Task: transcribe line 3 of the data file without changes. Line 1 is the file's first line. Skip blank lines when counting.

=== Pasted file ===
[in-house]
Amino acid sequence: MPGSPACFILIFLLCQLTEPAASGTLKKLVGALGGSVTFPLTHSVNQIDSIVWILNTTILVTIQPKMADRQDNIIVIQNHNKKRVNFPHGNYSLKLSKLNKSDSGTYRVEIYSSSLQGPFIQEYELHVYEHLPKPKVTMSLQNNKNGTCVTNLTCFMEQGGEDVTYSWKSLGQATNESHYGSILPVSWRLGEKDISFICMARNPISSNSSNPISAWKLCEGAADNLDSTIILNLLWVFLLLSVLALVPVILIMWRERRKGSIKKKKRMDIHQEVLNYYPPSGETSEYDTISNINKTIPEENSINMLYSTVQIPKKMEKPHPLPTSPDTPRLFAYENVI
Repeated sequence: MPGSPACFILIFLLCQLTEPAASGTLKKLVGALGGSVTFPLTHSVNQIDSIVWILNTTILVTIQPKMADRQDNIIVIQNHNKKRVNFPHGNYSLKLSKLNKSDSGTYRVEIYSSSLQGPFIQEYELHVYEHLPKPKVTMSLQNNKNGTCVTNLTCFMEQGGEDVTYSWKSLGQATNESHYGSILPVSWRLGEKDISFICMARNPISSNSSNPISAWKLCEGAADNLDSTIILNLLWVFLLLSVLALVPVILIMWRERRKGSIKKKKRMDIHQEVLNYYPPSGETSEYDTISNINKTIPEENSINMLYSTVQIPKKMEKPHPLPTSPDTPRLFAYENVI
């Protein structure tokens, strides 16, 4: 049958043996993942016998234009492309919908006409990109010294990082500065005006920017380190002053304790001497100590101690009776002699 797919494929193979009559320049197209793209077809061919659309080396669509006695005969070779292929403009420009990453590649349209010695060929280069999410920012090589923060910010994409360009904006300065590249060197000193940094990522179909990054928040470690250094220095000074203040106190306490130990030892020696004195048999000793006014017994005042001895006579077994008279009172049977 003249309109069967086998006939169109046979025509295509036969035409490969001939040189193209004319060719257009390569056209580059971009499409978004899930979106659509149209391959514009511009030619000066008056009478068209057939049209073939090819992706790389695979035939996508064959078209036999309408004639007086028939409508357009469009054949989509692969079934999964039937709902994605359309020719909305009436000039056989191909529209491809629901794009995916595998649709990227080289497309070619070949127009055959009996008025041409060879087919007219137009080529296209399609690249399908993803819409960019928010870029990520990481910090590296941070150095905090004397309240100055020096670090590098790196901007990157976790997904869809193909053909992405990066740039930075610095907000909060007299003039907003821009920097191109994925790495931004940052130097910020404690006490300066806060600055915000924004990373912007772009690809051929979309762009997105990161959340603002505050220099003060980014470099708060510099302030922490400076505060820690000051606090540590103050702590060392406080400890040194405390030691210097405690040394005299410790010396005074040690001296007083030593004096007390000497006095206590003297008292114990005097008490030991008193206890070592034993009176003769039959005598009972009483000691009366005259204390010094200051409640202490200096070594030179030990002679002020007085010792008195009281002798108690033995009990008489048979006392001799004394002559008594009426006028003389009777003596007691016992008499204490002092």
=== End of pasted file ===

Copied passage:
Repeated sequence: MPGSPACFILIFLLCQLTEPAASGTLKKLVGALGGSVTFPLTHSVNQIDSIVWILNTTILVTIQPKMADRQDNIIVIQNHNKKRVNFPHGNYSLKLSKLNKSDSGTYRVEIYSSSLQGPFIQEYELHVYEHLPKPKVTMSLQNNKNGTCVTNLTCFMEQGGEDVTYSWKSLGQATNESHYGSILPVSWRLGEKDISFICMARNPISSNSSNPISAWKLCEGAADNLDSTIILNLLWVFLLLSVLALVPVILIMWRERRKGSIKKKKRMDIHQEVLNYYPPSGETSEYDTISNINKTIPEENSINMLYSTVQIPKKMEKPHPLPTSPDTPRLFAYENVI